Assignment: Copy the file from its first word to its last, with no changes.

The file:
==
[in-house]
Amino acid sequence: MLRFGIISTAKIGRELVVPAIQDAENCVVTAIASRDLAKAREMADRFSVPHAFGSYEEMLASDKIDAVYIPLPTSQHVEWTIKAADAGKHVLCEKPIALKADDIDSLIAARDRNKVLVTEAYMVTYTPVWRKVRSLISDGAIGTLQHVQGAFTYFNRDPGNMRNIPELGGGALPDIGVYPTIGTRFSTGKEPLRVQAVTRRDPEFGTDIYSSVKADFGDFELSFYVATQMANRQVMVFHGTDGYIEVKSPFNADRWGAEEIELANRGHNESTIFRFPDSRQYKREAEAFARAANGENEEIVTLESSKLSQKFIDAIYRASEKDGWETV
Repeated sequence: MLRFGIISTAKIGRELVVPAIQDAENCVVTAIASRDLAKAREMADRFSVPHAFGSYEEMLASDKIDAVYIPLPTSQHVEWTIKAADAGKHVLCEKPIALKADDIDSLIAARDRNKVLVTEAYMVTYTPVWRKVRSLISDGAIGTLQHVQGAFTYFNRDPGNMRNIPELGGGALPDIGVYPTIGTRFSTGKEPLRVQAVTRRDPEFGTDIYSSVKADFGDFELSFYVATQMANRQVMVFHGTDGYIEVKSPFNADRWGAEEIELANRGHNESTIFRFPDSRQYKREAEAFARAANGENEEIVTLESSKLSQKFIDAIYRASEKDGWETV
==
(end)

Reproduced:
[in-house]
Amino acid sequence: MLRFGIISTAKIGRELVVPAIQDAENCVVTAIASRDLAKAREMADRFSVPHAFGSYEEMLASDKIDAVYIPLPTSQHVEWTIKAADAGKHVLCEKPIALKADDIDSLIAARDRNKVLVTEAYMVTYTPVWRKVRSLISDGAIGTLQHVQGAFTYFNRDPGNMRNIPELGGGALPDIGVYPTIGTRFSTGKEPLRVQAVTRRDPEFGTDIYSSVKADFGDFELSFYVATQMANRQVMVFHGTDGYIEVKSPFNADRWGAEEIELANRGHNESTIFRFPDSRQYKREAEAFARAANGENEEIVTLESSKLSQKFIDAIYRASEKDGWETV
Repeated sequence: MLRFGIISTAKIGRELVVPAIQDAENCVVTAIASRDLAKAREMADRFSVPHAFGSYEEMLASDKIDAVYIPLPTSQHVEWTIKAADAGKHVLCEKPIALKADDIDSLIAARDRNKVLVTEAYMVTYTPVWRKVRSLISDGAIGTLQHVQGAFTYFNRDPGNMRNIPELGGGALPDIGVYPTIGTRFSTGKEPLRVQAVTRRDPEFGTDIYSSVKADFGDFELSFYVATQMANRQVMVFHGTDGYIEVKSPFNADRWGAEEIELANRGHNESTIFRFPDSRQYKREAEAFARAANGENEEIVTLESSKLSQKFIDAIYRASEKDGWETV